As a curmudgeonly old cynic, can I suggest that google’s conversion to anti-censorship in China might be due to the loss of some of it’s business in the ROW to Bing and the other search engines?

    The whole Climategate fiasco, (where a lot of people were complaining that Google was deliberately keeping climategate from it’s autocomplete algorhythm and/or hiding results), may have left them a bit sensitive to criticism and perhaps their response to the current Chinese harrassment is more robust than it might have been.

    Whatever, a B+ to Goggle for their belated effort and let’s keep an eye on them.

  • Johnathan Pearce

    A lot of banks and wealth management firms have been doing business in China and the question has to be, how far are they prepared to hold their noses and put up with whatever interference comes their way? The problem is that at the moment – which may soon pass – China is where the booty is.

  • Kevin B

    Stolen from a comment on PW:

    As Lileks puts it, “Google lies down with dogs, wakes, does search for ‘flea treatment.’”

  • allan

    Now goggle can put what it has learnt about censorship

    at the feet of the political elite in the West so as to limit

    debate and unwanted criticism. This is the real reason

    they wanted to go into China to hone their tools for

    controlling what surfaces on the net.

  • I do wonder why they’ve decided censorship is no longer acceptable as it hasn’t bothered them in the past.

    Also there moto correctly quoted is:
    You can make money without doing evil.

    Which is more an observation than any sort of commitment.

  • F0ul

    This would seem to me Google finally admitting that China is not the market the hype has been saying it is. Yes, Google is the liberal favourite in the west, but the rest of the world is not crazy about another US giant telling it that it knows best!

    China already has a couple of really big search engines, and while Google were able to become top dog from behind first time around – it obviously hasn’t been able to a second time!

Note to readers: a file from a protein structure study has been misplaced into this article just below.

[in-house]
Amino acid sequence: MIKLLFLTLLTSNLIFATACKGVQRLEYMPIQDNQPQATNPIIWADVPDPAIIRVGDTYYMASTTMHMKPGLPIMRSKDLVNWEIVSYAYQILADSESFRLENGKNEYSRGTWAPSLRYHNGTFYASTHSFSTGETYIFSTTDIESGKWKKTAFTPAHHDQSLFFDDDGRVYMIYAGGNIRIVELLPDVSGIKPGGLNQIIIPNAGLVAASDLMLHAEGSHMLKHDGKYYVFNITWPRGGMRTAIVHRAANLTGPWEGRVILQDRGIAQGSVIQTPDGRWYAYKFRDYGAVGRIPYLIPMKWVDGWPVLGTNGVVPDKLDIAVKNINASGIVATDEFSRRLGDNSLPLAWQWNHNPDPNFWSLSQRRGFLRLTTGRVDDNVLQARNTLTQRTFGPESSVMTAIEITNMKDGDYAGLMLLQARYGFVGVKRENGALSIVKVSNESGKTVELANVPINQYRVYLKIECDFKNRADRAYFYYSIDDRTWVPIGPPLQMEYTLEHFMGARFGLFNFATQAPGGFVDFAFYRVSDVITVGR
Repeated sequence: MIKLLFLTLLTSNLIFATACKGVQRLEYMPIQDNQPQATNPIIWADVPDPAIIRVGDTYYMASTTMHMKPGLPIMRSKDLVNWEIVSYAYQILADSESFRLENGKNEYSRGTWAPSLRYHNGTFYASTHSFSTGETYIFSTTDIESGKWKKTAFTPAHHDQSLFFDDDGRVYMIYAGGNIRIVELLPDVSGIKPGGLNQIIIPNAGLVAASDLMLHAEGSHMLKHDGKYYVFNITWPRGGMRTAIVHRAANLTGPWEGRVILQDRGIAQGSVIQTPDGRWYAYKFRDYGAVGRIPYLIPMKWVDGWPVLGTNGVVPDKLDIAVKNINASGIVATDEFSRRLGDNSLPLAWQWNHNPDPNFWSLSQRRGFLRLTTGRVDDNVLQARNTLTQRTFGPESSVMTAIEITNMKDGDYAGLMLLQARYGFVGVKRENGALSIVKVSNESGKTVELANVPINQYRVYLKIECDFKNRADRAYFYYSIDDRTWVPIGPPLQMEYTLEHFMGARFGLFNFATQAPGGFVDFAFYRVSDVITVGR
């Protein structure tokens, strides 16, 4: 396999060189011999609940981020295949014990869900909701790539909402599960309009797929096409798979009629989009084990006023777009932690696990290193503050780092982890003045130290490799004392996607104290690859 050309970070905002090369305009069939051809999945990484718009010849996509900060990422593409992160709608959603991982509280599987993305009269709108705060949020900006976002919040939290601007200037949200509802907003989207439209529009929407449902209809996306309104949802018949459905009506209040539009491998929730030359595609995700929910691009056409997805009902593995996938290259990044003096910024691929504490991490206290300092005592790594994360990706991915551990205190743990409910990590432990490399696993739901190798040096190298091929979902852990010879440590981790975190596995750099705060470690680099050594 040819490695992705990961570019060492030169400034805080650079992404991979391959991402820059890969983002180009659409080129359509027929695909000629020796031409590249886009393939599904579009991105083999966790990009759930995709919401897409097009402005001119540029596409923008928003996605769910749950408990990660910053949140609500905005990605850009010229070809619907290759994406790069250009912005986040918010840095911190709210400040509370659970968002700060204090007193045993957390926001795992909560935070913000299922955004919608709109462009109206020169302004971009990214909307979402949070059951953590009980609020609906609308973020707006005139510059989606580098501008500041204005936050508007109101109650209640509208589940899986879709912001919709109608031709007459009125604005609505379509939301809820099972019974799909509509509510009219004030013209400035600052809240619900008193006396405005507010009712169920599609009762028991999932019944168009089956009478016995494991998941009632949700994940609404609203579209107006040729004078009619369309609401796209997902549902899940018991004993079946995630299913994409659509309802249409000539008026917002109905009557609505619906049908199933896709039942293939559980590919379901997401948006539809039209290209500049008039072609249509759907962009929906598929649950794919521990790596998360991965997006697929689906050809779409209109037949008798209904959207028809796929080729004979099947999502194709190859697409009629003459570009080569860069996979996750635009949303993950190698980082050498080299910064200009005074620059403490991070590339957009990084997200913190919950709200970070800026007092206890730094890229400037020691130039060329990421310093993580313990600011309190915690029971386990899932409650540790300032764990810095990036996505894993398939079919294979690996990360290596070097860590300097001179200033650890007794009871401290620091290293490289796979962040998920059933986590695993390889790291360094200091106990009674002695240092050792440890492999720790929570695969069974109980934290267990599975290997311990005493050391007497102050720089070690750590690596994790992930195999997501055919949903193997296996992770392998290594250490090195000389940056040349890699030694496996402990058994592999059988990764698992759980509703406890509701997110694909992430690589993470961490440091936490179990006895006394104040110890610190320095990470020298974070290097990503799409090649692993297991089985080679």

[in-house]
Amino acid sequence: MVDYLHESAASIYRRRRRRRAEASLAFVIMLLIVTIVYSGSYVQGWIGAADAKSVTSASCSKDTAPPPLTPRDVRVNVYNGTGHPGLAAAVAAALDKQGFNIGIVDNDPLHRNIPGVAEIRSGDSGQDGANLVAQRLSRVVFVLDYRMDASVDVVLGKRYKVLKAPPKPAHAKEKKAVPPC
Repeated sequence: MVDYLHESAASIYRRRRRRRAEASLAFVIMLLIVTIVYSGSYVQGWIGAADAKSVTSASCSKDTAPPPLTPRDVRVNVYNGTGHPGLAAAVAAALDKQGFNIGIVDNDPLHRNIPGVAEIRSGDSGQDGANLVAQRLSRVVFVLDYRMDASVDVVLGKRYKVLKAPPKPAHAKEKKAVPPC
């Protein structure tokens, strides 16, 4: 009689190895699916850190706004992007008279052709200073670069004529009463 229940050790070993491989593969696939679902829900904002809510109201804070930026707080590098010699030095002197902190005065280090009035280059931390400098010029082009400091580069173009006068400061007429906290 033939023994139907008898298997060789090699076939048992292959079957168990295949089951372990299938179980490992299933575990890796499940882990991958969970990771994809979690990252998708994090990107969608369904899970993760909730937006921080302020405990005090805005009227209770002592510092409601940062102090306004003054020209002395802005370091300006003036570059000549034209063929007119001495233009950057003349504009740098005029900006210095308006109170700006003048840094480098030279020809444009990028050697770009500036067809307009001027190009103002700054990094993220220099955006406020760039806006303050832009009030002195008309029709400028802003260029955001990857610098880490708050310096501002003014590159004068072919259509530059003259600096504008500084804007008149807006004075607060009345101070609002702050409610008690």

I understand that Google already has part ownership of the current Chinese No1 search engine, Baidu (spelling was never my strong point!) so this latest news is possibly more about brand protection than its about personal freedom!

    There is also the issue of user interface. Google is very well tuned for western usage, but the Chinese, and the whole of Asia for that matter has a different approach to style and content. The clean look Google used in China just looked empty to Chinese eyes!

    The case study of this episode will be very interesting to read if it ever escapes from the Googleplex!

  • “The clean look Google used in China just looked empty to Chinese eyes!”

    That’s right – Yahoo seems to be the default search engine for Taiwanese people with most of their online news coming from that source.

  • veryretired

    They’re talking about pulling out after coming under cyber attack. Now they are in talks with the Chinese government.

    This is a negotiating strategy, not some big moral epiphany. Google’s looking to stop the attacks and cut a better deal. Any components of that process that promote increased freedom of speech or internet access are strictly incidental.

  • John B

    There is an interesting comment on Google’s apparent lack of balance at this address:


  • Paul Marks

    Agreed Adriana.

    Google (and, it seems, Yahoo) have acted late – but late is better than never.

    It is also not only a matter of basic morality – i.e. the practice of the regime in control of China to use all means (including internet means) to find and persecute people who dissent.

    There is also the “practical” matter of the P.R.C. regime regarding contracts as so much toilet paper.

    For internet companies (who rely on their copyrights and so on being respected) to do business in China is foolish.

    I make no judgement regarding “intellectual property rights” (an area of hot debate for libertarians) – but those who depend on this concept should avoid doing business in China.

  • Paul Marks

    Just in case anyone does not understand a related point….

    The Chinese regime also does not respect privacy rights – no more in business than it does in politics.

    So, again, if your business depends on “trade secrets” on even on the “confidentiality of client information” then avoid China.

    It is the last point that has finally made Google see sense.

    “Human rights are property rights” as Murry Rothbard used to say.

    If commercial client confidentiality is not respected – then political freedom is gone.

    This also, of course, has relevance regarding some developments in the United States.